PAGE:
Today, the Enrichmond Foundation, a local umbrella organization that helps channel charitable funds to area groups, announced that it has acquired Evergreen Cemetery. John Sydnor is executive director.
Its press release states: “Enrichmond is dedicated to making Evergreen’s sacred grounds public and accessible to all – most especially to family members of those interred. The acquisition also represents Enrichmond’s first step in bringing the ‘Four Cemeteries of Evergreen’ under one coordinated restoration effort. For the last year, Enrichmond has applied the same dedication and persistence to the acquisition of East End Cemetery and two Paupers’ cemeteries. More news on this endeavor will be forthcoming.”
It acknowledges, in a remarkable understatement, that “Enrichmond did not arrive here alone nor will we succeed on our own.”
The press release states that Enrichmond’s next chapter “will continue to include many of its amazing volunteers and committed organizations.”
Let’s hope so. I’m frankly more nervous about this transition than I thought I would be.
Update, June 5, 2017:
In an attempt to alleviate some of the concerns arising from Enrichmond’s announcement and its handling of the transfer, the organization posted a Q&A with director John Sydnor on June 1 regarding Evergreen Cemetery. I don’t feel much better.
Sydnor pitches the group as being about much more than the park groups traditionally associated with the organization. He suggests, “When you consider our experience and role as a community nonprofit, we are an ideal entity to manage the repair, preservation, and protection of the four ‘Cemeteries of Evergreen’ for the next generation.”
Leaving aside the questions above regarding Enrichmond’s experience, mission, funding, and leadership, I am never sure what folks mean when they mention “the four ‘Cemeteries of Evergreen.’” The term seems to have emerged with Veronica Davis’s work, incorporating the “Colored Paupers” cemeteries and East End. It was not original to the cemeteries’ founders, as far as I can tell, though there may be some justification for lumping these cemeteries together now.
Back to the issue of Enrichmond’s intended stewardship of Evergreen: Sydnor touts his organization’s intention to have paid employees working on the site, including a volunteer coordinator and a cemetery caretaker. To his credit, Sydnor addresses the elephant in the room head on: the role of the current volunteer groups. Unfortunately, his answer does not clear things up: Q: “Did you work with the volunteer coordinators at the cemeteries before the acquisition? Can you speak to how you might work with them moving forward?” A: “Yes, in fact, the Friends of East End and Friends of Evergreen groups are former Friends groups of ours, under our fiscal sponsorship. We worked with them for almost two years providing administrative support, help coordinating their volunteer efforts, securing State funds, and engaging in community partnerships. They have recently incorporated into their own, independent nonprofit groups and we commend them for taking that step!”
I think this answer overstates Enrichmond’s role in the work of those volunteer groups. The big question is why did those hardworking groups feel the need to incorporate into their own independent entities, rather than continue to work with Enrichmond?
Sydnor offers additional details of his organization’s plans: “We will continue working with the volunteers and volunteer organizations that have been in the cemeteries, but enhance their work with tools, equipment, training, storage, and supplies on site. Over the coming months, our Volunteer Coordinator and Evergreen Caregiver will work together to coordinate regularly scheduled professional maintenance, as well as multiple volunteer efforts. One of our early goals is to build a volunteer and maintenance barn with meeting and educational spaces, bathrooms, and showers.”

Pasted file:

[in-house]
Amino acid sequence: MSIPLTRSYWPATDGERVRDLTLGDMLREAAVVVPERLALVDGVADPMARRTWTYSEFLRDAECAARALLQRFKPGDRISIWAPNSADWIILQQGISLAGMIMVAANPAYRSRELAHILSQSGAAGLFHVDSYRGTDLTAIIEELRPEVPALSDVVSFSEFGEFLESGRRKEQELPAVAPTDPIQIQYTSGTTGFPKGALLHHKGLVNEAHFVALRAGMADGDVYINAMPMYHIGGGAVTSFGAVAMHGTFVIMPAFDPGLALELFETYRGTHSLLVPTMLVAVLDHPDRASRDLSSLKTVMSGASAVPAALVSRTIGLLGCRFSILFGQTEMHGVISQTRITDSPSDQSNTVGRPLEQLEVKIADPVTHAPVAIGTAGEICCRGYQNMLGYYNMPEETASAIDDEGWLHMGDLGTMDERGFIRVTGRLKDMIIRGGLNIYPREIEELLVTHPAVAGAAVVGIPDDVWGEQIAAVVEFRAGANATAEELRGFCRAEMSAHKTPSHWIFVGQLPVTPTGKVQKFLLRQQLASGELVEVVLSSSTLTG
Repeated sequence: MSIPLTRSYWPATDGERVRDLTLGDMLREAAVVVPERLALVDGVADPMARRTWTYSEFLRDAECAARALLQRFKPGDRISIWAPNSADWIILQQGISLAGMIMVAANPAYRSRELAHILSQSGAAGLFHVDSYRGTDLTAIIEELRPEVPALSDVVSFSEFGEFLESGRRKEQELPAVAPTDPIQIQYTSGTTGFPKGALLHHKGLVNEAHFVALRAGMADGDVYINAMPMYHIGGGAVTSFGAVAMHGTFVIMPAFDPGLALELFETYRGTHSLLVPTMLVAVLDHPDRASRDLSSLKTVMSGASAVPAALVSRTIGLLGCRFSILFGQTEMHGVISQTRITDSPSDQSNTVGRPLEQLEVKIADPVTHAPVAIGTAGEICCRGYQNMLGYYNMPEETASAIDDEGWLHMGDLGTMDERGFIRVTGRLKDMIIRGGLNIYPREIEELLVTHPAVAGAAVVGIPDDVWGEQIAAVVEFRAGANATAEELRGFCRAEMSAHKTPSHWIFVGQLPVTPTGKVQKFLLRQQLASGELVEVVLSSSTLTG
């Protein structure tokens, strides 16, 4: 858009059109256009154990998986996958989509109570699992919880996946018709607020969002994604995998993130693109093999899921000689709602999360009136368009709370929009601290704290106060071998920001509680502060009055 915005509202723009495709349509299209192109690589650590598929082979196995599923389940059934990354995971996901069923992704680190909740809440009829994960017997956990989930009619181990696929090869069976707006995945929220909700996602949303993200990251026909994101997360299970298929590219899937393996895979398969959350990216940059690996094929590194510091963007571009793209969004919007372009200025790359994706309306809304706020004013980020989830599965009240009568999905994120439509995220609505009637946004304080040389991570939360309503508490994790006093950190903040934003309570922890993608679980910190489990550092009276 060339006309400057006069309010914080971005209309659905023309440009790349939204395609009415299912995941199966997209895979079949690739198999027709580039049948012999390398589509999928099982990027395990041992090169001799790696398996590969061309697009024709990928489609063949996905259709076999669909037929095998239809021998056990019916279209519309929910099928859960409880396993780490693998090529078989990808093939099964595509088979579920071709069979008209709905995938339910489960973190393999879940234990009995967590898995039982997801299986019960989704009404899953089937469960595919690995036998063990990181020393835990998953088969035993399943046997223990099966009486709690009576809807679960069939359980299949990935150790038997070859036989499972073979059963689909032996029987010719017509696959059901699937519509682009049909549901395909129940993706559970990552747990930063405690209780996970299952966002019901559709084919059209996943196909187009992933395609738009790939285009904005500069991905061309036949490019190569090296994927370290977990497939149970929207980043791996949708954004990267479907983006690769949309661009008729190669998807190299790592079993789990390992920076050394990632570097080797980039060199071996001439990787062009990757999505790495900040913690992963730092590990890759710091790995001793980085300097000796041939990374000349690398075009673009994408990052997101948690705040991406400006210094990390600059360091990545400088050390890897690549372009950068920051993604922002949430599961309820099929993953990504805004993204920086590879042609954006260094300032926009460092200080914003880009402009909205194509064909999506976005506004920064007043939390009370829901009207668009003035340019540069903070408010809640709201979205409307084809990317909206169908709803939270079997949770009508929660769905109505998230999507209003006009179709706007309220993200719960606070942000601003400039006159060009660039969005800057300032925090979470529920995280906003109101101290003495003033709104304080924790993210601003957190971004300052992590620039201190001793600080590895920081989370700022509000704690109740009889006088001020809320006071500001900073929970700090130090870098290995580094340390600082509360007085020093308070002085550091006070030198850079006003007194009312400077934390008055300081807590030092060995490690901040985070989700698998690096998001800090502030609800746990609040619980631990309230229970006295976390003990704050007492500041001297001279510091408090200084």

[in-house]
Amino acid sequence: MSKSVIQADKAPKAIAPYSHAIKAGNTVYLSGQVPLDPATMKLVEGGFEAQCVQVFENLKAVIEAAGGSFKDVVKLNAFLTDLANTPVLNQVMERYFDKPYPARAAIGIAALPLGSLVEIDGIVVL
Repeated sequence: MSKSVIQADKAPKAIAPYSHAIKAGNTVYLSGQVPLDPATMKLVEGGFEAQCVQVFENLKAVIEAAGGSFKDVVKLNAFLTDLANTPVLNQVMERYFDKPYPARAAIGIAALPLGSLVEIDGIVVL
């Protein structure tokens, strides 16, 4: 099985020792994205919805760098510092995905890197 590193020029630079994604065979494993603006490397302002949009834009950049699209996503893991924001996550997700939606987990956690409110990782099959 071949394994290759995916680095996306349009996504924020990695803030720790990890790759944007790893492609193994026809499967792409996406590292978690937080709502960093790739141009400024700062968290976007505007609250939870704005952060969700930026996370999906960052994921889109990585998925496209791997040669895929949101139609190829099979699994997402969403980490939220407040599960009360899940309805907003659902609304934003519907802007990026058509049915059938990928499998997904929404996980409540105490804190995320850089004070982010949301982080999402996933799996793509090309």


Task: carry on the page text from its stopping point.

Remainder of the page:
The Friends groups already have a fair amount of equipment, and they recently acquired storage units on site. Professional (and sensitive) maintenance of what’s been cleared would be welcome, however, as would bathrooms and educational spaces. I also applaud Sydnor’s announcement that the Chicora Foundation is engaged in a study of the cemetery. Chicora is top-notch for this sort of study.
Sydnor hints at the heavy, though, when he suggests “It’s essential for us to provide a coordinated effort of volunteer and professional maintenance to ensure that the property is correctly and safely restored.”
Let me re-state this plainly in my own words: volunteer groups, such as the current friends, will not be allowed onsite as in the past. Their access to the site and their activities will be regulated. Fair enough in theory, but when you think about what this does to a transformative leader like John Shuck, it is really depressing. I question the motivation of an organization that sets up a volunteer operation involving Evergreen without cooperating with John Shuck and his cohort.
Sydnor concludes, appropriately, by discussing the importance of the descendant community. Toward the goal of engagement, he says “The first opportunity we are scheduling will be our community input meeting with the Chicora Foundation. Depending on when they finish their work in Charleston, SC, they will be returning to Richmond for family and community input sometime near the end of July or early August. Please check our Facebook page for that date, place, and time.”
So we will all want to be there for the opportunity to press for an open process and management style that does not alienate the great gifts we have in the current crop of volunteer leaders.
What a sad state of affairs that Enrichmond has put us in the position of choosing sides here. The community’s history and its future deserve better.